hog killing and maple syrup

Friday, February 15:

We are tapping trees this week.  Two of the boys went out Wednesday with a brace and bit and a bucket of spiles; now on the hill two-gallon pails hang on the southeast side of ten or fifteen maple trees, enough to produce all the sap our backyard operation can process, all our household needs for a year of pancakes and waffles.

It is a feat to scramble diagonally across our steep hills filling five gallon buckets from the sap pails on each tree and trying not to spill too much or fall fifty feet into North creek below.   The dogs think this is an exercise designed for their personal amusement and stay close to us, showing us deer sign and getting tangled up with our feet.  Bridget the sorrel pony knows we are wasting our time and stands at the pasture fence to show us that we would be better employed bringing her half a bale of second cutting clover and timothy.  Despite her, and despite the way our boots are slipping on the thin wet snow and the mud beneath it, we are purposeful, determined:  the trees have something to give us, wild food to be had for the gathering, and we are out here to get it.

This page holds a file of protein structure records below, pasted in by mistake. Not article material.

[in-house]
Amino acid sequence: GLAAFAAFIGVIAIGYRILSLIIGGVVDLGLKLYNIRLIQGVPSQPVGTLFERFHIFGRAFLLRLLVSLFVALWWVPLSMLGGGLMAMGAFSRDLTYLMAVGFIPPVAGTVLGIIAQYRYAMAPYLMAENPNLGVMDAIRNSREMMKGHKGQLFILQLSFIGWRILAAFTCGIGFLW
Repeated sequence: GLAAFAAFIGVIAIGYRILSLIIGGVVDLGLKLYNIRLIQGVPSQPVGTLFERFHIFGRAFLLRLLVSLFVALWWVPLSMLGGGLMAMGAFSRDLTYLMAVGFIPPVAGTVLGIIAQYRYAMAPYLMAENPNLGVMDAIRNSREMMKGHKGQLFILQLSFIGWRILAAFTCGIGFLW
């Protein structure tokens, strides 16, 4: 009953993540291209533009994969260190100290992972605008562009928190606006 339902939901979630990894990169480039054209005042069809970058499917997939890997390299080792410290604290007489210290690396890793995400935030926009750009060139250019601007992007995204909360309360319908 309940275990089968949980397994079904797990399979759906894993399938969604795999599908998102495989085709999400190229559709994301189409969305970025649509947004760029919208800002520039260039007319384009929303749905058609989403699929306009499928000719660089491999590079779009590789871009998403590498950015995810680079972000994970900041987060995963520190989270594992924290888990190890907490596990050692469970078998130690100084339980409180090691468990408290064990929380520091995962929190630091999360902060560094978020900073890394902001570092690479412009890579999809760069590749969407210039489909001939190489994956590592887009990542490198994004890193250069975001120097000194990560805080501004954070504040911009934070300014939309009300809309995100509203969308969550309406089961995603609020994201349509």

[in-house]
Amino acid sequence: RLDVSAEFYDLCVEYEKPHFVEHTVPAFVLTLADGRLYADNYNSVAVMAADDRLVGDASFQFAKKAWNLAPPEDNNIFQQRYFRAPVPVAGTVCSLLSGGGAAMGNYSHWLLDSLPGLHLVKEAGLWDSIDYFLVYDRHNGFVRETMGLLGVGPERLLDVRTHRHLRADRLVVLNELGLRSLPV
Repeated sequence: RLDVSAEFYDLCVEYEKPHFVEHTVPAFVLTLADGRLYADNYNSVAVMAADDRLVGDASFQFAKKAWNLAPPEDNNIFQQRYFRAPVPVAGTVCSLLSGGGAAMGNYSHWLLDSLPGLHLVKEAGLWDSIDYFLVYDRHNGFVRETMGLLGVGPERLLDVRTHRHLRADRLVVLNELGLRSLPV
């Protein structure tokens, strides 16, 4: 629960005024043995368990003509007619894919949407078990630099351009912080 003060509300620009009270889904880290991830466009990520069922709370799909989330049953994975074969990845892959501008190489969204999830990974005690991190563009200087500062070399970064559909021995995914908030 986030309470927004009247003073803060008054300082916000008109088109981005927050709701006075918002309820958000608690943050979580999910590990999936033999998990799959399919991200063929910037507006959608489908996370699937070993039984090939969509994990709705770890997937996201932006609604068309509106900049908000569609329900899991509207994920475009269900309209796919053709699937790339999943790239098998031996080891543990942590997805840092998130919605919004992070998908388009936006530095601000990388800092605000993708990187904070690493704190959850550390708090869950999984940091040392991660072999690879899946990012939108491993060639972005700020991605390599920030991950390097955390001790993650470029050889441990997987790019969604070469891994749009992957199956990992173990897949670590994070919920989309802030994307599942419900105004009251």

The cattle at the monastery are only half-way through the forage in the very large paddock that was made for them last Saturday.  When they are given too much space they browse inefficiently, stepping on grass they would eat if they thought they were feeling competetive.  Nevertheless we are going to leave them in that paddock for another two or three days, there is still so much grass.  We will not run out of forage this winter, and in the spring, if the gods smile, we must consider buying extra steers just to keep the pasture grazed.

The black hog made the great transition this afternoon, from Fed to Food.  The boys brought home a bucket of casings to be scraped and tomorrow they’ll break down the sides into chops, hams, belly and sausage meat.  No more going without breakfast meat on Sundays.  On Thursday the farm science class will learn to scrape hogs’ intestines and make five kinds of sausage.

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